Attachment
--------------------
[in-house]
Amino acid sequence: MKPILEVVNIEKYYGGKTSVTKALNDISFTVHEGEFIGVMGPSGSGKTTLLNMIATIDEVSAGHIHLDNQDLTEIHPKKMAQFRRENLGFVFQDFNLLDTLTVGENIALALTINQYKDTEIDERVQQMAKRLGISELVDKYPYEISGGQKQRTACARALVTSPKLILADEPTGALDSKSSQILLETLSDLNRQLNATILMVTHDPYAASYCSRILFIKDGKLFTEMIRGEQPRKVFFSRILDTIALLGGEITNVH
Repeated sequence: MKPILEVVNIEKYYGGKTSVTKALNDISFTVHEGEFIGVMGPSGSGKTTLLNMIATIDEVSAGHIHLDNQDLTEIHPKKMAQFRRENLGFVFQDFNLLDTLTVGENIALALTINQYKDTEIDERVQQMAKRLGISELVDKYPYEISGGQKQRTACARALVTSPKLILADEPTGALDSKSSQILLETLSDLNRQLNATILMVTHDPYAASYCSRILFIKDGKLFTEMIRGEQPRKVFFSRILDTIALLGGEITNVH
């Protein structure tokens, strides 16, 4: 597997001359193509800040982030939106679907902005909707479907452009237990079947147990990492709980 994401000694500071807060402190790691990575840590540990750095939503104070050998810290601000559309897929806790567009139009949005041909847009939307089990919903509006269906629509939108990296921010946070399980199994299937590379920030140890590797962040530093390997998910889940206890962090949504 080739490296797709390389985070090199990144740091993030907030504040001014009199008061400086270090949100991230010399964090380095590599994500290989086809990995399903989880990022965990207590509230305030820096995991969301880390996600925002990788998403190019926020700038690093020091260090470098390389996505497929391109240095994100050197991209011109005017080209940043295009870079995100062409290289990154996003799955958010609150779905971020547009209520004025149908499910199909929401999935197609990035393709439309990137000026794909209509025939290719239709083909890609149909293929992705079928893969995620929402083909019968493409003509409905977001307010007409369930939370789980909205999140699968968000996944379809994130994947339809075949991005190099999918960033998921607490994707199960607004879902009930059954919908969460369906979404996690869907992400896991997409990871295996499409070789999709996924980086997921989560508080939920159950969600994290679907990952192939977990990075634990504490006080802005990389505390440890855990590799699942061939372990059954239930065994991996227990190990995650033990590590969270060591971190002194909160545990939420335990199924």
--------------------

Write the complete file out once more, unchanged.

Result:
[in-house]
Amino acid sequence: MKPILEVVNIEKYYGGKTSVTKALNDISFTVHEGEFIGVMGPSGSGKTTLLNMIATIDEVSAGHIHLDNQDLTEIHPKKMAQFRRENLGFVFQDFNLLDTLTVGENIALALTINQYKDTEIDERVQQMAKRLGISELVDKYPYEISGGQKQRTACARALVTSPKLILADEPTGALDSKSSQILLETLSDLNRQLNATILMVTHDPYAASYCSRILFIKDGKLFTEMIRGEQPRKVFFSRILDTIALLGGEITNVH
Repeated sequence: MKPILEVVNIEKYYGGKTSVTKALNDISFTVHEGEFIGVMGPSGSGKTTLLNMIATIDEVSAGHIHLDNQDLTEIHPKKMAQFRRENLGFVFQDFNLLDTLTVGENIALALTINQYKDTEIDERVQQMAKRLGISELVDKYPYEISGGQKQRTACARALVTSPKLILADEPTGALDSKSSQILLETLSDLNRQLNATILMVTHDPYAASYCSRILFIKDGKLFTEMIRGEQPRKVFFSRILDTIALLGGEITNVH
């Protein structure tokens, strides 16, 4: 597997001359193509800040982030939106679907902005909707479907452009237990079947147990990492709980 994401000694500071807060402190790691990575840590540990750095939503104070050998810290601000559309897929806790567009139009949005041909847009939307089990919903509006269906629509939108990296921010946070399980199994299937590379920030140890590797962040530093390997998910889940206890962090949504 080739490296797709390389985070090199990144740091993030907030504040001014009199008061400086270090949100991230010399964090380095590599994500290989086809990995399903989880990022965990207590509230305030820096995991969301880390996600925002990788998403190019926020700038690093020091260090470098390389996505497929391109240095994100050197991209011109005017080209940043295009870079995100062409290289990154996003799955958010609150779905971020547009209520004025149908499910199909929401999935197609990035393709439309990137000026794909209509025939290719239709083909890609149909293929992705079928893969995620929402083909019968493409003509409905977001307010007409369930939370789980909205999140699968968000996944379809994130994947339809075949991005190099999918960033998921607490994707199960607004879902009930059954919908969460369906979404996690869907992400896991997409990871295996499409070789999709996924980086997921989560508080939920159950969600994290679907990952192939977990990075634990504490006080802005990389505390440890855990590799699942061939372990059954239930065994991996227990190990995650033990590590969270060591971190002194909160545990939420335990199924």